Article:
• Inhibitory control-the ability to control my feelings so that I can understand others’ perspective.
  • Cognitive flexibility-the ability to see the same scenario from different frames.
  • Reflection-the ability to think through both my own and others’ feelings and thinking.

Perspective taking is not considered as a top skill for children, given its complexity, but researchers have found that younger children are better able to adapt to major changes like entering kindergarten school and have better reading ability, when they exhibit stronger perspective taking.Perspective taking can be developed in children in terms of better people sense by following some of these suggestions:

  • Being empathetic with children helps them build better people sense. Reacting to tantrum with “You seem to be really upset about something” instead of “Stop this tantrum” helps the child understand that you are trying to look things from his perspective-something that the child also starts building over time.
  • Help the child (especially younger children) feel understood by repeating the child’s words or action and tuning in with the child by saying empathetic statements like “I know how that feels.”
  • Help children play pretend games-pretend games help build perspective taking. Use role play oriented questions like “What would you have done if you were in the story character’s place?”

3.Life skill of Communicating:

The hippocampus of the brain is connected to the limbic system-the emotional part of the brain. Research has shown that even one or two days old babies are able to recognise their mother’s voice. Infants have better developed auditory sense than visual sense during their first few months. This makes the role of parent speak and parent look very important tools to help develop the child’s communication skills.

Parent speak: Stanford University professor Anne Fernald conducted studies where she asked mothers to speak to their babies in parent speak or infant directed speak. Commonly we refer to this as speaking baby singsong or Fernald also discovered that mothers speak to their babies in a voice that ranges across two octaves. The key question was did the babies communicate with their mothers because of the octave or because of the parent speak gibberish? It turns out that the pitch in the parent speak helps babies communicate better with their mothers.

Parent look: While using gibberish parent speak with infants, parents also exaggerate their expressions-mouth contortions, animated eyes. Researcher Janet Werker found that mothers’ facial expressions while talking to their babies show three levels of emotions-oochie using pursed lips to show love, wow with raised eyebrows and mouth wide open to show amazement and, joy. Looking at the baby allows it to follow the mother’s gaze and this attempt at focus becomes its guide to learning the language.Parent speak and parent gesture help babies focus their attention to comprehend what the mother is trying to communicate, thereby helping develop the baby’s communication skills over the next few years.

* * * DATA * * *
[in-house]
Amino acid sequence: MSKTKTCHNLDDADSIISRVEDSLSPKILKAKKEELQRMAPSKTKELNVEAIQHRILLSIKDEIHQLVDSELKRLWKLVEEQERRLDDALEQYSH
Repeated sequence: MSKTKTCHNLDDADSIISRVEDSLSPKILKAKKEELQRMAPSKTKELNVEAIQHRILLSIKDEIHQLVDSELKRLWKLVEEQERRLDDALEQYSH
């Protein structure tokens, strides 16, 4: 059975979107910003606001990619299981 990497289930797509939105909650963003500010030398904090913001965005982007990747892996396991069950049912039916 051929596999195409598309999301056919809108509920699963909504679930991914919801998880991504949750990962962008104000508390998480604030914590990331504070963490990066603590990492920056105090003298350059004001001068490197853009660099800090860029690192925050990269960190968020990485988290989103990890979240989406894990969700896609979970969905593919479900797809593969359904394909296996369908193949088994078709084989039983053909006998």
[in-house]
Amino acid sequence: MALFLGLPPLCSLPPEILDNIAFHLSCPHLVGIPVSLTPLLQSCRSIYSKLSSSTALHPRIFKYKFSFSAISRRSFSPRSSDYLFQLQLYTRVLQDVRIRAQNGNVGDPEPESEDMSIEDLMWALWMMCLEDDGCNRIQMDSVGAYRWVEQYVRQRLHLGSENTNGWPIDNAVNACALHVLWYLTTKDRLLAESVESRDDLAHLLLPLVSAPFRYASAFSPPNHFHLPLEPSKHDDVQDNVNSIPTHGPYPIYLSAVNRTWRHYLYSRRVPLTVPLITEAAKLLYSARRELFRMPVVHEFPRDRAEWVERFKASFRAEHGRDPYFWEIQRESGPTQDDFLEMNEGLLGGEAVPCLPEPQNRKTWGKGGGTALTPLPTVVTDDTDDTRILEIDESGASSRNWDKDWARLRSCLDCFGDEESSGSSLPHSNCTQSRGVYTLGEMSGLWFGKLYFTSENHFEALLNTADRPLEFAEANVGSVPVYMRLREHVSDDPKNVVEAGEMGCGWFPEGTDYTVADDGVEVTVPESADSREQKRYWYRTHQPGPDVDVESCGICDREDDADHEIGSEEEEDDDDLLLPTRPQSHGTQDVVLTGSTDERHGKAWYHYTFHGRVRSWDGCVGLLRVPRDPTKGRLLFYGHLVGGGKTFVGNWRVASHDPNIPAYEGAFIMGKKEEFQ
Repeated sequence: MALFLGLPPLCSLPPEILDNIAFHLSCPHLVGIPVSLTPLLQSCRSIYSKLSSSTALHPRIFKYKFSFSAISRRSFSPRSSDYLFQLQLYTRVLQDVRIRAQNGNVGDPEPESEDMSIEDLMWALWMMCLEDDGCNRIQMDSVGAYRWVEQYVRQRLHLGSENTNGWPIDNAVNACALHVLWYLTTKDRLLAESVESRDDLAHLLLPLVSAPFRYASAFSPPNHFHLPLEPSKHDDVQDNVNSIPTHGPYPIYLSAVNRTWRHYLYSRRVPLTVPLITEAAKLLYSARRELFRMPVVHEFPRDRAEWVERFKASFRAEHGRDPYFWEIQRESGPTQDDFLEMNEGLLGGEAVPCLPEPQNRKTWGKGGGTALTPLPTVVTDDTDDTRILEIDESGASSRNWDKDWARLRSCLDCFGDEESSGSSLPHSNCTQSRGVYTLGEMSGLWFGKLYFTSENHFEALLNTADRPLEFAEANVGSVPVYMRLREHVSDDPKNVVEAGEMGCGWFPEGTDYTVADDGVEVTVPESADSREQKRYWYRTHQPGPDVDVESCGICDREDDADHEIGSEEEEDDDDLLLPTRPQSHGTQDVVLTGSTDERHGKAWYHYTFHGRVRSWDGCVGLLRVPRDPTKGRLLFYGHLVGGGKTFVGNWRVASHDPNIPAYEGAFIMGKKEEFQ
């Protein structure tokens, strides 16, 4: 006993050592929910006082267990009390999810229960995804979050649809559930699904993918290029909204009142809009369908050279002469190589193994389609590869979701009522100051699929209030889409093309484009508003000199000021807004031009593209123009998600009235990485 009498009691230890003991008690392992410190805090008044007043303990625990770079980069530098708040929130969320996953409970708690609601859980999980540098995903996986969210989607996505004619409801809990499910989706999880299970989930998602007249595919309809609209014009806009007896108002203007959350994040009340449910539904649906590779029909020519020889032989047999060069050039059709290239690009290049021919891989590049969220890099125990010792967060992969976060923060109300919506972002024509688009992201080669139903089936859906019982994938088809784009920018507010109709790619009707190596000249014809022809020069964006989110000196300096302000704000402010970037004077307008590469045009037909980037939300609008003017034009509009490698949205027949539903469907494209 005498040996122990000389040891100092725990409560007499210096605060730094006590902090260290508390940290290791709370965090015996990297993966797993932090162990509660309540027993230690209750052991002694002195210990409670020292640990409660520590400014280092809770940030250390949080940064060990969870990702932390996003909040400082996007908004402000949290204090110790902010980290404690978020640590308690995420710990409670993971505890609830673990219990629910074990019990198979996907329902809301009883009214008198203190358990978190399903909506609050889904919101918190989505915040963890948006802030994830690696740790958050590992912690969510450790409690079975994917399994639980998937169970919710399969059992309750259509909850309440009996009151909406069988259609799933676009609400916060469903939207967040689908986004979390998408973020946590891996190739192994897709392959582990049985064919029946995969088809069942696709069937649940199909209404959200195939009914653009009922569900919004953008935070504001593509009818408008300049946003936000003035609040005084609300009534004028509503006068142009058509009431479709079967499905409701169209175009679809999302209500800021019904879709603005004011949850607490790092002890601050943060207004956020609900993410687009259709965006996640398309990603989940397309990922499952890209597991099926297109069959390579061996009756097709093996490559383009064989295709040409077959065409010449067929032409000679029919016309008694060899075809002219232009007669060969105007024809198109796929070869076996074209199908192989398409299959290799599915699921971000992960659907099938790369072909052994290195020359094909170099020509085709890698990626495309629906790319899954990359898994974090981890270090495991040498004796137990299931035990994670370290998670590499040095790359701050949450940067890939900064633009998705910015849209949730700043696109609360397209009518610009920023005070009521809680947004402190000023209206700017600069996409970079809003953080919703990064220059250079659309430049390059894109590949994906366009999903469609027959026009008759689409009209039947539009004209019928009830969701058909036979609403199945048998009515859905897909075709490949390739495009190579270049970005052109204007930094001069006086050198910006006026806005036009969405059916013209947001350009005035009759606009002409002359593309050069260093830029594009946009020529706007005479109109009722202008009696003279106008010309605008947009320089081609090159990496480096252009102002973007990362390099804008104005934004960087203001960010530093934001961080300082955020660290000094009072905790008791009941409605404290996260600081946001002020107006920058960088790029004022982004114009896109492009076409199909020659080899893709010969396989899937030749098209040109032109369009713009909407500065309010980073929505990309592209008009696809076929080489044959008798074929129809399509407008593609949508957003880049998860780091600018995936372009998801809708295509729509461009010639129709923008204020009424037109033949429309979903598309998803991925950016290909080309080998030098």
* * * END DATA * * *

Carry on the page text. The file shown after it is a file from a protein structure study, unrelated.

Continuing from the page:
Children can build communicating skills using the following suggestions:

  • Enable an environment for the child where words, listening and reading are encouraged.
  • Use parent speak, parent look and parent gesture with the child as much as you can.
  • Go beyond necessary conversations and create opportunities for extra talk with the child, including story-telling as well as story listening. These stories can be about the parent’s life or it can be about the child narrating a story from his day at school.
  • Reading with the children, using parent talk and parent look, helps children focus on the words thereby strengthening their communicating skills.

4.Life skill of Making Connections:

For children, making connections is about categorising all that they see into similar, same and different categories and more importantly, figuring out the relationship between these categories. These relationships can be the usual relationships e.g. all dogs hate cats or unusual such as using different shapes to create an art.Making connections requires the executive functions of the brain like working memory, inhibitory control and cognitive flexibility.Children have inborn capabilities like object sense(physics),space sense(geometry) and number sense(math). These sense are precursors to the domain knowledge as shown within brackets.

Elizabeth Spelke of Harvard University has done research studies that prove that infants too possess these sense, within a month of their being born. She calls these as core cognitive capacities, something that the infant knows much before it is taught concepts of physics, geometry and math.As children start learning to communicate, they start making connections where sounds start standing for words and words connect to people, places and things.Making connections becomes a core part of the executive functions of the child’s brain. Making connections requires remembering multiple rules at the same time, inhibiting an automatic response, cognitive flexibility and Reflection is the difference between creating usual connections and unusual connections (creativity).

Given that we have definitely moved from an industrial economy to a knowledge driven economy, making unusual connections will be a key life skill for our children. There is research evidence to show that learning of arts has a positive impact on cognitive life. Learning a performing art like music, drama, painting, dance helps improve the child’s focus (life skill 1) and also leads to increased levels of motivation thereby helping improve overall cognition.

Parents can help children build stronger levels of making connections skill by trying out the following: